Before America had its Food and Drug Administration, there was the United States Department of Agriculture's Bureau of Chemistry, which is still famous today for Dr. Wiley's Poison Squad, a dedicated group of staff members who, at the turn of the last century, bravely volunteered to ingest potentially toxic preservatives to firmly establish the risk they posed to public health, drawing international attention to the need for better food and pharmaceutical testing.
The concern these brave pioneers of food and pharmaceutical testing showed their fellow citizens was rewarded with a song, the lyrics of which survive today:
"O we're the merries heard of hulks
that ever the world has seen;
We don't shy off from your rough
on rats or even from Paris green:
We're on the hund for a toxic dope
That's certain to kill, sans fail."
Although his experimental approach to food and pharmaceutical quality assurance control may seem unorthodox by today's standard, Dr. Wiley's legacy is undeniable. How did the Indiana-born son of a farmer come to play such a revolutionary role in the history of pharmaceutical testing?
Pharmaceutical testing pioneer Dr. Wiley's early years
Dr. Wiley was born Harvey Washington Wiley in October 1844. He fought for the Union Army in the American Civil War. After the war, this Renaissance man took degrees in the humanities, medicine and science (at Harvard, no less). How did this lead him to a career as a trailblazer in pharmaceutical quality assurance control?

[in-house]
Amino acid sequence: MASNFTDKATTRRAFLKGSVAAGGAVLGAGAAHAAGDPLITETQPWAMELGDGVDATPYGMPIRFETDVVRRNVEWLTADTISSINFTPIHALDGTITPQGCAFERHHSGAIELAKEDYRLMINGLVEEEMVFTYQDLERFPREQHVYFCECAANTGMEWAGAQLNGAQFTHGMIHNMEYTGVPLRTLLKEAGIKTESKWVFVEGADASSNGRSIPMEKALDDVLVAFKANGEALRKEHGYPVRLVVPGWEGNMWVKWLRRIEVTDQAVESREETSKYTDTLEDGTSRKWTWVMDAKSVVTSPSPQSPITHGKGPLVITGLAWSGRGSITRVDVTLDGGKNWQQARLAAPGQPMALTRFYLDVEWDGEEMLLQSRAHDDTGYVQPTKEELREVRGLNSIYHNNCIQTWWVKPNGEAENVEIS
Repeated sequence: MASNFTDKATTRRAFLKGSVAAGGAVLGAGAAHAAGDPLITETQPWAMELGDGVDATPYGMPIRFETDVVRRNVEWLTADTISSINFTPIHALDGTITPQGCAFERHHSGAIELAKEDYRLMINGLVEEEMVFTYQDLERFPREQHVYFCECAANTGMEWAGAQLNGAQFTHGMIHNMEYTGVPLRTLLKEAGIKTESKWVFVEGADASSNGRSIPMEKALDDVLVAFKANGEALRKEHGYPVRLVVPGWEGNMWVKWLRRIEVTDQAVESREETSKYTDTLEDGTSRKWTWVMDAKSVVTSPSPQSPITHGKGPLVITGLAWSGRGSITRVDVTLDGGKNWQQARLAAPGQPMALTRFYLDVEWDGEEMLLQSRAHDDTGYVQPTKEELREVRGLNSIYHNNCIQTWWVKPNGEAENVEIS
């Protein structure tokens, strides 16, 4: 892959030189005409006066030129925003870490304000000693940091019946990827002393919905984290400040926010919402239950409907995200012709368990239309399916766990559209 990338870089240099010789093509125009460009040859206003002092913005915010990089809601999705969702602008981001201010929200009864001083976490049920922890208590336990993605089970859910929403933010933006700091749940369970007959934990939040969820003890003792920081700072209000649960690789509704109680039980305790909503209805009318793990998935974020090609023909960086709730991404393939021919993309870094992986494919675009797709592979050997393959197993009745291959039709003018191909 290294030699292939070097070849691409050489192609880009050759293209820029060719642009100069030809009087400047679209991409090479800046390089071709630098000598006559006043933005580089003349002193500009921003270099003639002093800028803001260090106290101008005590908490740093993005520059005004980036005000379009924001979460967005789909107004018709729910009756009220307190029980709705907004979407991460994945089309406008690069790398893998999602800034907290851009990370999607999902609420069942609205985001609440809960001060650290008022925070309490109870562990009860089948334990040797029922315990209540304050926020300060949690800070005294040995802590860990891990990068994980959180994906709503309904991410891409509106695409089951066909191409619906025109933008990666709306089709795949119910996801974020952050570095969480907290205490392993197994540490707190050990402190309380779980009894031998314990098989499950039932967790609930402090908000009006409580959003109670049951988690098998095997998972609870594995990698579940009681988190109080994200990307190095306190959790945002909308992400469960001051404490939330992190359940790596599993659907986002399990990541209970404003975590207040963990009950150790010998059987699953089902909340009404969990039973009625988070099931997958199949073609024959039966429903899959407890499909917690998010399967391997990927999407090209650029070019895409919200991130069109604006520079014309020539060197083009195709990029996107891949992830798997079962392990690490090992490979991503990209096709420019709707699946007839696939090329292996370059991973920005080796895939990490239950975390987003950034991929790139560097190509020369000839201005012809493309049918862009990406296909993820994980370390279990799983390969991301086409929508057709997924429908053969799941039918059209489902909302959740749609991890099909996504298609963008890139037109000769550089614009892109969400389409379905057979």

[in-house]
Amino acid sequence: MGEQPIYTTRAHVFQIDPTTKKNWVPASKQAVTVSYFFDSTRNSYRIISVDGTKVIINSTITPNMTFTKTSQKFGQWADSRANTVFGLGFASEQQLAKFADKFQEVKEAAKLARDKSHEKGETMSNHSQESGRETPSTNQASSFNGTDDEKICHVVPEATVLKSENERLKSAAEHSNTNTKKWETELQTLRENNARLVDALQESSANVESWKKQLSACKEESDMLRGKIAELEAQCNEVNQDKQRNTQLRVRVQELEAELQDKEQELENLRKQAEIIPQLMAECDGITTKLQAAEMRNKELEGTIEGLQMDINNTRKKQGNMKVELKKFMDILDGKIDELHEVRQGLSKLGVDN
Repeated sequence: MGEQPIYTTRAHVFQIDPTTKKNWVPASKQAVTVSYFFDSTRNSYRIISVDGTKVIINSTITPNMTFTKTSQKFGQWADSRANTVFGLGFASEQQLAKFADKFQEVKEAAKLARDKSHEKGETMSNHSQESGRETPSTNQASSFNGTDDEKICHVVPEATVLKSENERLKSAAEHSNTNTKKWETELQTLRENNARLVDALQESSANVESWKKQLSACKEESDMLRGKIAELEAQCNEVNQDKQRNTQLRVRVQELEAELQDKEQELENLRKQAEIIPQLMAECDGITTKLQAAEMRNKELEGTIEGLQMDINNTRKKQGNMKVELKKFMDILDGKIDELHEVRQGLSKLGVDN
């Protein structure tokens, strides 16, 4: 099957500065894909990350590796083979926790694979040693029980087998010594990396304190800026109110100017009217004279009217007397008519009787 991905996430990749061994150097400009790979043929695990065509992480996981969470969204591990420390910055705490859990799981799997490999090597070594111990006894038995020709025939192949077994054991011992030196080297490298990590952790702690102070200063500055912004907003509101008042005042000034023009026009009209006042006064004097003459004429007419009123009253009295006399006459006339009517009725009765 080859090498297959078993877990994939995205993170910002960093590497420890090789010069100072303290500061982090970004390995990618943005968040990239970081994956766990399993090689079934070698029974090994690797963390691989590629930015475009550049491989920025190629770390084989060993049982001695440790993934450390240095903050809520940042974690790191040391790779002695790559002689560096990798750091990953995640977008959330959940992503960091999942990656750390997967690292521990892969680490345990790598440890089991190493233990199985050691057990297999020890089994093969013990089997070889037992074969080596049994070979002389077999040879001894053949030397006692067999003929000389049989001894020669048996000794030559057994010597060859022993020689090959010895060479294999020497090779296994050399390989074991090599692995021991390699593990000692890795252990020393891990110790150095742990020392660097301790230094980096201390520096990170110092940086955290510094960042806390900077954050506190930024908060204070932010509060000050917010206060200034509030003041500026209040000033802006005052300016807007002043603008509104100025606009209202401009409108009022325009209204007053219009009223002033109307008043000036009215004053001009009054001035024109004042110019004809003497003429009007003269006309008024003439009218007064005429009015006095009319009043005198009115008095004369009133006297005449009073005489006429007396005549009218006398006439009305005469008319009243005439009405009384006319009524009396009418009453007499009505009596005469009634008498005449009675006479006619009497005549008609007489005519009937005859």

His interest in what would now be termed quality assurance and quality control may have begun when Indiana asked him to return home to analyze syrups and other sugars for signs of tampering or misrepresentation. There were many food scandals in the end of the 19th century. It was reportedly quite common for a bottle labeled as pure maple syrup to actually contain a substance more akin to corn syrup, for example.
It wasn't very long before the federal government lured him to Washington with a position as Chief Chemist in the Department of Agriculture's Bureau of Chemistry, where he would fully embrace his role as a crusader for food and pharmaceutical testing, forming the so-called "poison squad": willing human guinea pigs who tested the effects of certain preservatives on humans. The goal? To establish "whether preservatives should ever be used or not, and if so, what preservatives and in what quantities."
His tests on the preservatives in foods are credited with leading to the drafting of one of the first pieces of food and pharmaceutical quality assurance legislation, the Pure Food and Drug Act, which was enacted in 1906. The field hasn't stopped evolving since!
Today's food and pharmaceutical testing practices owe an enormous debt to Dr. Wiley and his Poison Squad. The doctor and his volunteers drew America's attention to the need for quality assurance and quality control for ingestible substances.